Hiding in Glenbrittle cafe at the foot of the mighty Cuillin Ridge while the rain hammered at the windows it didn’t feel like we’d picked the best day to take the kids up one of our favourite routes on Skye. Coire Lagan is a beautiful, shining dish of water, suspended high in a corrie surrounded by impressive, jagged peaks. The view across it, aligned with the blue sea beyond, is truly magical – like a perfect, wild infinity pool. The trail up the hillside from Glenbrittle beach is thoroughly inviting, with plenty of rocks to climb and giant mountains beckoning from above, making it a great expedition for families, too.
Our plan was for all four of us, plus the dog, to make the ascent on the main path as far as the path junction near to Loch an Fhir-bhallaich. Sim and the kids would then turn left, descending via the loch and the Eas Mor waterfall to Glen Brittle Hut, while I’d carry on to the top and meet them somewhere on the way down. Eventually – amazingly – the rain stopped and the sun came out and we were ready to go.
The main path heads east from the cafe, straight up towards the towering mountains. If you’re lucky enough to have a fine day, the views are glorious from start to finish, from the rugged skyline of the Cuillin across the valley and down to the beach and the glittering sea. The trail is winding and rough in places but there’s plenty to keep children occupied, including little streams, rocky outcrops and regular stops to look down to the sandy bay and see how far they’ve climbed.
The path junction is marked by several large cairns, helpful on the way back down, particularly if visibility isn’t so good. It was a natural break and a good place for the kids to play and have a snack. I was keen to get to the top so left them busy amidst the boulders and set off up the steepening trail at a run.The terrain demands good grip and plenty of protection from the stony trails so I was glad of a pair of La Sportiva Mutants – a great choice for the mountains and winter trails. The final section is steep and pathless with a couple of hands-on moments, but that ever-deepening corrie draws you in as you climb. There’s a brilliant moment when, after numerous false summits, you finally gain the wide, flat boulders that enclose the little loch and look down into its shimmering blue-green waters, vivid against a backdrop of grey scree and crag.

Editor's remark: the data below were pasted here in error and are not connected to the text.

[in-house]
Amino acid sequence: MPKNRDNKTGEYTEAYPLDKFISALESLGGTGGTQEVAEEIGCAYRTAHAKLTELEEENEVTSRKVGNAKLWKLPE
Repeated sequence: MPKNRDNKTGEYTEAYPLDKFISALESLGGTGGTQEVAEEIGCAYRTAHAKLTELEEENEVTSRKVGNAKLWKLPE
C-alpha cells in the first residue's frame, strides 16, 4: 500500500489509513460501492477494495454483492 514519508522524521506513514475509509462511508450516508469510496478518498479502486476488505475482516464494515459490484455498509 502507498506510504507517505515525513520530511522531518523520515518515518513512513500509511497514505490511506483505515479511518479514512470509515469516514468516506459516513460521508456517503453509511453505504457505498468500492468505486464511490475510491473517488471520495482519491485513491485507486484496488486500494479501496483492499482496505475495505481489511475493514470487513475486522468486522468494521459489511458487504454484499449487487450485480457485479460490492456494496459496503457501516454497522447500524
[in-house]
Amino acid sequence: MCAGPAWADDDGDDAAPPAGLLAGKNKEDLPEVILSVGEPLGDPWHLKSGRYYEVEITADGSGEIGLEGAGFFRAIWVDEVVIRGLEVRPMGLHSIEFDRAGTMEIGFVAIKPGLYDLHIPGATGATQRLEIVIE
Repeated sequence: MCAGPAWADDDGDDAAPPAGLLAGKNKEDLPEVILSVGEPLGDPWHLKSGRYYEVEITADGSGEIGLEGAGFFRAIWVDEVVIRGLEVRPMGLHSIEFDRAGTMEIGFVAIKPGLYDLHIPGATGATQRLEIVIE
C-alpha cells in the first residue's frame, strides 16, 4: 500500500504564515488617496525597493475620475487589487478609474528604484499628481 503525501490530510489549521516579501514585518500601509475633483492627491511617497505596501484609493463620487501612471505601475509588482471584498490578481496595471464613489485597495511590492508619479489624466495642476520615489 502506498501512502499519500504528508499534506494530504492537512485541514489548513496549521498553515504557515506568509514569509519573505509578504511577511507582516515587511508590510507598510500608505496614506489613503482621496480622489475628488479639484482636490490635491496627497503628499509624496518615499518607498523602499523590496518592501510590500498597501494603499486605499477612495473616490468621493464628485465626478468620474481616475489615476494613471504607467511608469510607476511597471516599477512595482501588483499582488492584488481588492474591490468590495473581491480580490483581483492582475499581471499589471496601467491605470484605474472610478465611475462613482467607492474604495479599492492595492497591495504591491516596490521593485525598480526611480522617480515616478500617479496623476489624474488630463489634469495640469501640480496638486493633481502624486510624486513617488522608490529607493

I took some time to explore, traversing the edge of the water, trying to find the best angles to capture the essence of this special place. But everything is transient here, the mood changing in an instant from the sudden gloom of a passing cloud to the brilliance of light and colour on the reappearance of the sun. Beyond the corrie, several groups were trying to negotiate the tortuous scree slopes, but I didn’t need to get to the ridge today.
Having taken in as much as I could I launched back over the edge and let gravity take me back down the mountainside, hot from my climb and welcoming the breeze. I reached the cairns before I knew it and veered off right, the running fast and flowing descending past Loch an Fhir-bhallaich. The kids had seen me in the distance and I met them running around a corner to find me, arms outstretched like eagles. I felt like I’d returned from a different world, returned to a smiley, sunny family walk as we admired the falls and pools and finally reached the road.
Our Coire Lagan adventure stays with me for its sheer range of emotions and experiences. I’m so glad I was there with the kids, witnessing their excitement and determination and wonder and tired satisfaction at a walk well done. But I’m also grateful for having had my own adventure, balancing the day with the high of hard, physical exertion and the heady exposure of the mountains.